Institutional administration

Century Foundation report advocates class-based affirmative action

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A report out today argues that class-based college admissions policies would be an effective replacement for race-based affirmative action, which is at stake in an upcoming Supreme Court case.

U. of Texas system adopts a performance pay system for campus presidents

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U. of Texas System adopts a performance pay system for presidents and other administrators, a move that could signal a new strategy in executive compensation -- and, critics fear, skew priorities.

MIT's quick president search is a lesson in how to shorten selection timeline

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MIT's three-month presidential search suggests that with all the change going on in higher education, universities don't have the time or appetite for drawn-out selection processes.

University of California faces questions about its governance structure

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The University of California system is facing questions about whether its centralized governing structure is still optimal, but some wonder whether more independence would be good for all campuses or just a few.

Public universities will take on more debt as states decrease spending on capital projects

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With state lawmakers unwilling to fund capital projects at colleges and universities, public institutions increasingly turn to debt to finance construction and maintenance.

The unemployment rate, community college enrollments, and tough choices (essay)

Employment and unemployment rates, much more than the number of high school graduates or other population trends -- which are important over time but very slow moving -- are the biggest factors driving enrollment for community colleges, for-profit colleges and some open-access four-year institutions.

Selective public and private colleges can control the size of their incoming classes by tinkering with admission criteria, and they tend to draw students whose decision is not whether to attend college but where. But community colleges accept anyone with a high school diploma who wants to enroll, and the size of that potential market varies depending on what the alternatives are.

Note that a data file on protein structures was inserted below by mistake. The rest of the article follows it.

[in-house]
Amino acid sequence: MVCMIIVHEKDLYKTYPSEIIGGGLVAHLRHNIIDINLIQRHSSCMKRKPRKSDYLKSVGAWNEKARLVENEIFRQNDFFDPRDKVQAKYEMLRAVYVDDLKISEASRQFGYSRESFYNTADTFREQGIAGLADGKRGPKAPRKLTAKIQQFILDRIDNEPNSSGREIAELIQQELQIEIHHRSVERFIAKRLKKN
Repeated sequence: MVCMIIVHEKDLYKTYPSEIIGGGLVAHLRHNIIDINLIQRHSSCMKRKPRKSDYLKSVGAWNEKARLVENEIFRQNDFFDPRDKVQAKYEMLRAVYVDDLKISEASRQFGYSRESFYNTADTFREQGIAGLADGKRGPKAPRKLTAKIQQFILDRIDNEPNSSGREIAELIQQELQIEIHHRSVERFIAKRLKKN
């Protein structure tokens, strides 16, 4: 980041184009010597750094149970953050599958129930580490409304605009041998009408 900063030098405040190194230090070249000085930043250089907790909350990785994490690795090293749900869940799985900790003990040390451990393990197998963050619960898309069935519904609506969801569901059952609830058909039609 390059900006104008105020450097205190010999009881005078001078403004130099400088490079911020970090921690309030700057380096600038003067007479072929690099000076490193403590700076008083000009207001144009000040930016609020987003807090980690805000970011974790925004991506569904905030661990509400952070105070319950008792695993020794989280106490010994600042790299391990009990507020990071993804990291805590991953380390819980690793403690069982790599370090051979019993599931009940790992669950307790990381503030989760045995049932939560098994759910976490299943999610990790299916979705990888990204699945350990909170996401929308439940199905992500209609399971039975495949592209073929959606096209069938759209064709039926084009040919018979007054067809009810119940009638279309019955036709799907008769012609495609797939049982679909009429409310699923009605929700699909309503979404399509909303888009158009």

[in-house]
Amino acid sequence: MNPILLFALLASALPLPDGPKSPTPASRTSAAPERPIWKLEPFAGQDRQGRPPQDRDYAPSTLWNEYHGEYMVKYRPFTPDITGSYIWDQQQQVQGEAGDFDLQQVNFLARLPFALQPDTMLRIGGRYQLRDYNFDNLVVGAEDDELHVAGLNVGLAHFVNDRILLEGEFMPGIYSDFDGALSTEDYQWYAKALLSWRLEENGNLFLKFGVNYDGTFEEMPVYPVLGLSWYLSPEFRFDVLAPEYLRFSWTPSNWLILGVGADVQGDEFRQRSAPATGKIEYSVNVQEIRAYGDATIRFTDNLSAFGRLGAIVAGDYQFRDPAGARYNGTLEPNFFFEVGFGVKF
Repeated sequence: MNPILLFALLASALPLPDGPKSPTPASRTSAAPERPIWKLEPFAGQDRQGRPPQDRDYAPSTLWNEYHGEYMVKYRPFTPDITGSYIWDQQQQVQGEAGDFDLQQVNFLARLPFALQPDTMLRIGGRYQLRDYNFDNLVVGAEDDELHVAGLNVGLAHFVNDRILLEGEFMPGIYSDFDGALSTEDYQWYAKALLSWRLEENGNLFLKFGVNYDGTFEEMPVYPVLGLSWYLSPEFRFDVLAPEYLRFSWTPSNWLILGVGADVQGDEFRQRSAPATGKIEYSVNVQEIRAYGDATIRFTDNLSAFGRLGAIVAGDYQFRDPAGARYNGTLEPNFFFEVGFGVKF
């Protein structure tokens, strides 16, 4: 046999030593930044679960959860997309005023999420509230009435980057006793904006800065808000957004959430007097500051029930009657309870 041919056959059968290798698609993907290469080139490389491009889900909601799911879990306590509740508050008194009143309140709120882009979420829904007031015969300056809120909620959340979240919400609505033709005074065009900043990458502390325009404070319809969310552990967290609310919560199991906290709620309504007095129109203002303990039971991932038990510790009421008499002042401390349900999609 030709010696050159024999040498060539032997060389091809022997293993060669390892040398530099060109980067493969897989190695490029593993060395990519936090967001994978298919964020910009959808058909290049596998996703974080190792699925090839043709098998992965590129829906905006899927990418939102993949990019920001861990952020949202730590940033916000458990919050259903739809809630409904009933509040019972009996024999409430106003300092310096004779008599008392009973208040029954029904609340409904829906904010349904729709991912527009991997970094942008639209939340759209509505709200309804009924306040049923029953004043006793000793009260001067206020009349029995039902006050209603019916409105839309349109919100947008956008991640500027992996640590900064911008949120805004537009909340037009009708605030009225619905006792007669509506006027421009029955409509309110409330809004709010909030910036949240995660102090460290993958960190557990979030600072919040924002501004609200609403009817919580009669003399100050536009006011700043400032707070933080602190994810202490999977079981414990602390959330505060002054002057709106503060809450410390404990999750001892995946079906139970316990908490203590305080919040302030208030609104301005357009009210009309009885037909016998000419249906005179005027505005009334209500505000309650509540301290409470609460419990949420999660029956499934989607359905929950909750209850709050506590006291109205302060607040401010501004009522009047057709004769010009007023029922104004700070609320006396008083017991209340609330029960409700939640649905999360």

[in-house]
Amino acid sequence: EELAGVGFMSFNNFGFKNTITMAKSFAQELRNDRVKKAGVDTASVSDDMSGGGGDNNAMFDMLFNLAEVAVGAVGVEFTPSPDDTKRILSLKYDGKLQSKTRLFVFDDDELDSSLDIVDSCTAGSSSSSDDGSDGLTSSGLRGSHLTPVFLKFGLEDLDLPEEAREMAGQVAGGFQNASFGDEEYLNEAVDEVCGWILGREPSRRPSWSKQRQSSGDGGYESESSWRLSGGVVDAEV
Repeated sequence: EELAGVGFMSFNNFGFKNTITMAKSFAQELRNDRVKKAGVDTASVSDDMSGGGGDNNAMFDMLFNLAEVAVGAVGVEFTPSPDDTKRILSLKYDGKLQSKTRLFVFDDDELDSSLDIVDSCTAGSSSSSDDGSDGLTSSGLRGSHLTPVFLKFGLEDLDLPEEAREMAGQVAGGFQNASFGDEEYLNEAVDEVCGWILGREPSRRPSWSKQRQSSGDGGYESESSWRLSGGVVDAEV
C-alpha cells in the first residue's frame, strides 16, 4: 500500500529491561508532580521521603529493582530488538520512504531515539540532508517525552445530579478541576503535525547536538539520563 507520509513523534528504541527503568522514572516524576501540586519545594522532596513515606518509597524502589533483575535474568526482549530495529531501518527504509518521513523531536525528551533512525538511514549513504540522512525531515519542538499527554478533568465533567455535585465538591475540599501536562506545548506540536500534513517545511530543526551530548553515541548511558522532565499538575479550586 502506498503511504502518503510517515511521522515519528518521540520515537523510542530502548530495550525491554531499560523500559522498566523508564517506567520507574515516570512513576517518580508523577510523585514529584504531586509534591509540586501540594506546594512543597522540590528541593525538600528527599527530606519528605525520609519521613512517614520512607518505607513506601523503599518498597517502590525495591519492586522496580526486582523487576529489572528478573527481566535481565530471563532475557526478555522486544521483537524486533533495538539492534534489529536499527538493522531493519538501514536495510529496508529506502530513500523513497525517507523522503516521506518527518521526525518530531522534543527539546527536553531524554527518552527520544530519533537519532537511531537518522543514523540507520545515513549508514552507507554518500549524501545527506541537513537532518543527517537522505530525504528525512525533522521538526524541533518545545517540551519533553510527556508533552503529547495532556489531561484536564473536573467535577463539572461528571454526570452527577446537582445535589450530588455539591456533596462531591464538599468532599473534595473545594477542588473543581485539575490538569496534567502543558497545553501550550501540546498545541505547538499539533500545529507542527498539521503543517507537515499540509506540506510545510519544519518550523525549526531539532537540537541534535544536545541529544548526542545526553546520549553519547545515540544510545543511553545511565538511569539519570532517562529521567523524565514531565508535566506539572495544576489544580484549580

For low-income students, especially at colleges where tuition is low and often covered by financial aid, the biggest cost of college is the opportunity cost -- the money a student could have earned by working instead of going to school.

In times of high unemployment, that cost for many is zero, and however hard someone might be struggling to make ends meet, going to college doesn't necessarily make it any harder. (Whether they can succeed in college without enough money for food or rent is the real question.)

But when unemployment is low and jobs are relatively plentiful, the choice to enroll is also the choice to leave money on the table, money students may need in the short term to cover basic necessities.

In that case, working in the short term also has its own long-term opportunity cost -- in the higher lifelong earnings available to college graduates.

For middle- and higher-income students, it is easy to choose the much greater long-term benefit over the short-term prospect of poor wages in a low-skill job. But for those with no savings or support from family members, and who may be supporting others with their income as well, work may seem like the only viable option.

So it is not surprising that when unemployment goes up, community college enrollments tend to spike, and when unemployment goes down, enrollments drop. (See image below.)

For every 1 percentage point change in the unemployment rate from May to May, community colleges can expect a 2.5 percent change (up or down) in fall full-time enrollment.

For this fall, if the past is any indication, the 0.8 percentage point drop in unemployment from 2014 to 2015 should translate into between a 1 and 3 percent enrollment decline. Regions hitting a rough patch -- say, the energy-producing areas of the country -- may see the opposite trend.

But with states, institutions, philanthropic organizations and the federal government all working to improve college access and attainment, perhaps one day this correlation will weaken, and low-income students will be able to make the kinds of long-term trade-offs and choices for the future that their better-off counterparts have always found so easy.

Nate Johnson is a higher education researcher and principal of Postsecondary Analytics, LLC.

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Middlebury to sell stake in online language learning provider

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Middlebury will sell its stake in for-profit online language learning provider, an initiative that never sat right with many faculty members. But future online education initiatives are in the works.

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